China’s economy grew by leaps and bounds post-2001 after the country steered towards manufacturing products to cater to global demand. The Chinese economy experienced phenomenal growth over the years reaching a GDP of $19.37 trillion in 2023. China is only second to the United States a $26.85 trillion economy and is now looking to overtake the U.S. Nonetheless, while the growth is remarkable, China’s financial rise to power has now come at a cost.
The Chinese national debt is steadily increasing, giving room to concerns about its ability to sustain the growing economy. The national debt of China now amounts to $14.34 trillion and ranks second globally only below the U.S. The United States has the highest national debt globally amounting to $31.68 trillion.
Also Read: BRICS Moving To Kill the U.S. Dollar & Western Dominance? Not So Fast!
In FY 2022-23, the U.S. national debt grew by $1.3 trillion or 4.28%. However, China’s national debt grew three times that of the U.S. in the last 12 months raising concerns of upcoming financial instability.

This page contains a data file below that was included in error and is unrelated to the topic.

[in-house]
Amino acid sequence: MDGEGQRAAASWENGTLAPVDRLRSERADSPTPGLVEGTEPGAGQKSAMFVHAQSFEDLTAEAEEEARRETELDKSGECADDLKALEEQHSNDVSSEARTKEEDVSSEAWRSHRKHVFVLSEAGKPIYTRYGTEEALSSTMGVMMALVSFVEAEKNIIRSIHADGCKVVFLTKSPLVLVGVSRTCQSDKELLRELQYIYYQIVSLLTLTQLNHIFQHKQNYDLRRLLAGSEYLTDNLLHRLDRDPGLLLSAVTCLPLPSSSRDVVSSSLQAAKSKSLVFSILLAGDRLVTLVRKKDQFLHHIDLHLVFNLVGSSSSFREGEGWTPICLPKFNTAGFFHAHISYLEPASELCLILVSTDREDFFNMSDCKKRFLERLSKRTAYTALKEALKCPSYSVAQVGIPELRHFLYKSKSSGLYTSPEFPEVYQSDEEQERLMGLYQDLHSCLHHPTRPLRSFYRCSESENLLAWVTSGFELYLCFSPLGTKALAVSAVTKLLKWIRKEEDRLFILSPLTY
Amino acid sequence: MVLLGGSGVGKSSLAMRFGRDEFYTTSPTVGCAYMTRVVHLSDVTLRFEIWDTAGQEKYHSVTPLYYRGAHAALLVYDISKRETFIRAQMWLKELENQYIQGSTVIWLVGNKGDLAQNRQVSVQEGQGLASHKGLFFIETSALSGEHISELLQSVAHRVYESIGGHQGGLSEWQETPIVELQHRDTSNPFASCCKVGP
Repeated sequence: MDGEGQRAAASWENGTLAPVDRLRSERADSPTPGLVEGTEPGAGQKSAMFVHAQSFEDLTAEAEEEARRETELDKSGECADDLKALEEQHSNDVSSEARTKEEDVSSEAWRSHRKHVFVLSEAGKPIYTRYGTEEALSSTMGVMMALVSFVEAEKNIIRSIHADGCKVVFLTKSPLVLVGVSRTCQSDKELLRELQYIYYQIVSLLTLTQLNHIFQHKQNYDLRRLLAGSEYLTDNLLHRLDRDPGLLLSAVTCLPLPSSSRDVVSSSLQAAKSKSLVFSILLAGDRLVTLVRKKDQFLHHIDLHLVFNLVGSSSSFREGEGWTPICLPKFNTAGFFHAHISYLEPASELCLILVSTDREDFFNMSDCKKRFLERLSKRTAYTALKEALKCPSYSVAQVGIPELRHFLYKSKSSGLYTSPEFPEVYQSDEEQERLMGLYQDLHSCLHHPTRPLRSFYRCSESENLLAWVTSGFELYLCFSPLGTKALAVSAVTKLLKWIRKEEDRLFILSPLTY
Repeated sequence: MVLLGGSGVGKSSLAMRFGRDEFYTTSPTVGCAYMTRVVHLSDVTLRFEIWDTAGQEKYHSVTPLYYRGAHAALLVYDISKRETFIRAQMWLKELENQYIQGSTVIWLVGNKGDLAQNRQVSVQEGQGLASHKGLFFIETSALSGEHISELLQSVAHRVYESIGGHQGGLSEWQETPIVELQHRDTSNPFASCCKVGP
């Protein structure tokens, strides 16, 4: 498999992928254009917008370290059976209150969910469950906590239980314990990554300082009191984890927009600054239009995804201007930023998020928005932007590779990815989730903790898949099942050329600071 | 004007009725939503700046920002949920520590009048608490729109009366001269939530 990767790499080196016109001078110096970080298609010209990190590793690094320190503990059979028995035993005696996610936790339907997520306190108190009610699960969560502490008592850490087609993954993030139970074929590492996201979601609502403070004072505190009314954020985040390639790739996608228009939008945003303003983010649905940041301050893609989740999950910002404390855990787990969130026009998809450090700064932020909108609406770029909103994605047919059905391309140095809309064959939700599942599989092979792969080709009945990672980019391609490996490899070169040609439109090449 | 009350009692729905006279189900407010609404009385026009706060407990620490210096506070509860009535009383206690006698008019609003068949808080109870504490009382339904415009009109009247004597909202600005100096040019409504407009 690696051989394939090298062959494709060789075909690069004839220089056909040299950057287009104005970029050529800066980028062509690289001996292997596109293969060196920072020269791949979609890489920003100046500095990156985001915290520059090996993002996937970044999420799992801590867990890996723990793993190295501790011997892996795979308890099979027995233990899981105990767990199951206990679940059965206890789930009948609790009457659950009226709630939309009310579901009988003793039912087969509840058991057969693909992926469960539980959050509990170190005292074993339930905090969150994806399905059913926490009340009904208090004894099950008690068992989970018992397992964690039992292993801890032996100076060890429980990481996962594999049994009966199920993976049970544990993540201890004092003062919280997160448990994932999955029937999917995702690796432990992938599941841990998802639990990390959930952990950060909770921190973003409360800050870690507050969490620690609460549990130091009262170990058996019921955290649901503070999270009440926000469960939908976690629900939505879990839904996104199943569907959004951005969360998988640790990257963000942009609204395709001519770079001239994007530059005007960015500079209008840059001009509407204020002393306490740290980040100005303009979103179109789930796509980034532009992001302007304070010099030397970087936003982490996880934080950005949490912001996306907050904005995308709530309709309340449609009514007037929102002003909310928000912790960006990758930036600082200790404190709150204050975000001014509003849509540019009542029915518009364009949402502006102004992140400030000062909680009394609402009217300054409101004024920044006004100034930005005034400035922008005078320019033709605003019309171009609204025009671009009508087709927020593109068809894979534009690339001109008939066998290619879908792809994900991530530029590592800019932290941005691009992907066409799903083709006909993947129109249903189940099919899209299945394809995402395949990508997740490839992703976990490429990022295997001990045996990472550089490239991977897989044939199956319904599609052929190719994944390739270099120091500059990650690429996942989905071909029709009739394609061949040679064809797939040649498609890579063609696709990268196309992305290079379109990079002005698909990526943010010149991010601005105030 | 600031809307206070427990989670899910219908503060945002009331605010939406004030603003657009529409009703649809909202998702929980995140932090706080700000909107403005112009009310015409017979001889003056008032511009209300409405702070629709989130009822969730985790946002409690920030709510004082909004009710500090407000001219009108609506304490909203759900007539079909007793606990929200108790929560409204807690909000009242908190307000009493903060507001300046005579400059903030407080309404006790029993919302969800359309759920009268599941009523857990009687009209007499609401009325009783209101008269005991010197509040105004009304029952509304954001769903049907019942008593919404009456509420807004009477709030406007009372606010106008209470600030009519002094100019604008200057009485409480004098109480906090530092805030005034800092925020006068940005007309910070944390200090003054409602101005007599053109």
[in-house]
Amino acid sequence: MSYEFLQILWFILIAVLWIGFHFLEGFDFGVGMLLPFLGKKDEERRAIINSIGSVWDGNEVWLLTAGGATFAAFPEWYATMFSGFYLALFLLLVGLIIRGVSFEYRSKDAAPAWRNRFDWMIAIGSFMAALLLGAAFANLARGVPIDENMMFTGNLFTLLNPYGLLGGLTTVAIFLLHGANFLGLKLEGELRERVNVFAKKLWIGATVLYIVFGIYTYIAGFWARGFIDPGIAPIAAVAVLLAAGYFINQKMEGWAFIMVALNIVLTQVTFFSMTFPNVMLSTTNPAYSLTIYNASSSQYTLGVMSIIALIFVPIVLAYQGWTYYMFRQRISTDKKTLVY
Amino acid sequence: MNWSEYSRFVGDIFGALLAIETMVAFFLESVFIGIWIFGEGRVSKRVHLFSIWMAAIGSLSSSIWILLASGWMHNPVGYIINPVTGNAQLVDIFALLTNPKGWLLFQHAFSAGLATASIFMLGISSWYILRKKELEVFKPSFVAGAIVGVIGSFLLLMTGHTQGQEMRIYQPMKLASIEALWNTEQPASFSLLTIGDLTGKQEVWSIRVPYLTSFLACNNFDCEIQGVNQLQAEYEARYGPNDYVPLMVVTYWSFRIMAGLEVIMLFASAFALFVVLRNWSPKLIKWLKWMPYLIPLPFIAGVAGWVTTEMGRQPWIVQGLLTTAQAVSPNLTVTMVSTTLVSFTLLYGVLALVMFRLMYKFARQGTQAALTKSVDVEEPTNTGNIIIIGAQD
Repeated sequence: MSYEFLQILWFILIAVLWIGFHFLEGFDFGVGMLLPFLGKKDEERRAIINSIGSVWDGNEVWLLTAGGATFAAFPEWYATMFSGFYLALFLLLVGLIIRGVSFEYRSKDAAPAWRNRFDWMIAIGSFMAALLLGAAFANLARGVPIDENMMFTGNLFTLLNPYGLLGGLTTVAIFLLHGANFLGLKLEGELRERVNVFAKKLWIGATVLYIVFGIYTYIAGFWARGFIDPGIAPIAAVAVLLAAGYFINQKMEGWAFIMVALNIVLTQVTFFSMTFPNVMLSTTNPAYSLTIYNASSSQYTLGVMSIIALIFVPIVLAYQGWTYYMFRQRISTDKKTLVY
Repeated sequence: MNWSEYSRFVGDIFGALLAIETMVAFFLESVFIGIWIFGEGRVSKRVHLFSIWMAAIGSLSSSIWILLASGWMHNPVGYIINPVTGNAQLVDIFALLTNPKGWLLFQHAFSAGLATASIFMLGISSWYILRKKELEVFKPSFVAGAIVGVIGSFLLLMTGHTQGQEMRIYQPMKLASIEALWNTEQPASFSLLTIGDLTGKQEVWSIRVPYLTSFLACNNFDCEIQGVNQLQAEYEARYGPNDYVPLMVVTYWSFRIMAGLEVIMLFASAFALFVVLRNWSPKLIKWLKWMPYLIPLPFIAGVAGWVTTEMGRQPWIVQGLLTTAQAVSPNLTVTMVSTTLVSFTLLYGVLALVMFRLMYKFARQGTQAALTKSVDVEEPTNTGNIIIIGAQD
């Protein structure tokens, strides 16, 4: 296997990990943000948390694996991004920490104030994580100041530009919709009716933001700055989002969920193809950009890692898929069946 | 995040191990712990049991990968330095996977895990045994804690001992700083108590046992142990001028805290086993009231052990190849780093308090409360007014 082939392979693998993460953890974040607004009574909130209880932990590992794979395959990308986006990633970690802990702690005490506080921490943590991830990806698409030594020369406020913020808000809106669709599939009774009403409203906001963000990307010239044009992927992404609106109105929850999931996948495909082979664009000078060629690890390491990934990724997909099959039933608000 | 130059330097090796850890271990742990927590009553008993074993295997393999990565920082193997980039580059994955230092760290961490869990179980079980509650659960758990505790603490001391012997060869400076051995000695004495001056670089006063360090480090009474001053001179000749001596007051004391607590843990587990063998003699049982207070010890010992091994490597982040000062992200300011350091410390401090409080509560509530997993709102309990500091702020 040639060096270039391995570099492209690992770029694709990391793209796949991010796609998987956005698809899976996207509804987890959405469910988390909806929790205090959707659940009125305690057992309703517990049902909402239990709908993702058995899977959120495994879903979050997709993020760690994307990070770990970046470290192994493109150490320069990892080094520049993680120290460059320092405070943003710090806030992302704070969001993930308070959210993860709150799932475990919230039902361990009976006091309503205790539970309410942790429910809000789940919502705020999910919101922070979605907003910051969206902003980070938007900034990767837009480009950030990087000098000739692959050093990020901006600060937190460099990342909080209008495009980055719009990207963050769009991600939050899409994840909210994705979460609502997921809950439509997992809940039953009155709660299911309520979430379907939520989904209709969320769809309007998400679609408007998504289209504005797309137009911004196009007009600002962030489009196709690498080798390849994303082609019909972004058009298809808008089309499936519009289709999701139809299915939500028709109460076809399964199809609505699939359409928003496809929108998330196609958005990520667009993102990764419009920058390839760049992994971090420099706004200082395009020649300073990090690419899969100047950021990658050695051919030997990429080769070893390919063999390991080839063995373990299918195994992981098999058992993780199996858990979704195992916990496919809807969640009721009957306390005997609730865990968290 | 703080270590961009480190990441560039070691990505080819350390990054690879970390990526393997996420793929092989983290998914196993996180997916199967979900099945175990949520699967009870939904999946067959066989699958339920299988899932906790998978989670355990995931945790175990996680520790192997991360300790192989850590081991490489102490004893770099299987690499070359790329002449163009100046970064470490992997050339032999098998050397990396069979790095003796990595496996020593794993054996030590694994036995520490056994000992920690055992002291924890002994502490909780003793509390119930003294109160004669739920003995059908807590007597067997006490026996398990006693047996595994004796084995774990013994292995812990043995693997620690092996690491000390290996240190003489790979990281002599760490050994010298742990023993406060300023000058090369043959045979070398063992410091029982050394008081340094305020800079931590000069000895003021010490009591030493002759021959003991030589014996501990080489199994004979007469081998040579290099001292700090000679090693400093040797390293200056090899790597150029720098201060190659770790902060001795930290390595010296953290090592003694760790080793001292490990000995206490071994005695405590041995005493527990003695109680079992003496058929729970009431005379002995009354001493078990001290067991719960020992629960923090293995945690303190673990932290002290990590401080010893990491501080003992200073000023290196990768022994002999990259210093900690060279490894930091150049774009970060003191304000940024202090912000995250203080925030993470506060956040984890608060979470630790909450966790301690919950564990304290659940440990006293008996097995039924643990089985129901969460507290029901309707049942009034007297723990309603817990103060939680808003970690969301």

The national debt of China increased by $3.81 trillion or 36.18% year-on-year (YoY) compared to the $10.53 trillion recorded in FY 2021-22. Therefore, China’s national debt is increasing more sharply than the United States and could move further ahead in FY 2023-24. The chart below illustrated how China and the United States national debt grew rapidly in the last 12 months.
Also Read: BRICS New Currency to be Backed by Gold?
Why is China’s National Debt Growing Faster than the U.S.?
China’s increasing national debt comes from a combination of factors including government spending on development projects and slowing economic growth. President Xi Jinping’s administration injected billions of dollars worth of credit into government-owned enterprises as a response to the global financial crisis.
Subsequently, the Covid-19-induced lockdowns added an extra burden on the Chinese economy forcing financial establishments to make it easier for companies to secure loans and stay afloat.
Also Read: Will the U.S. dollar Collapse Now That BRICS Are Developing Their Own Currency?
The overall combination made China’s debt increase relatively equal to its entire GDP. The growing trend is expected to continue and its growth and rise to power have come at a price.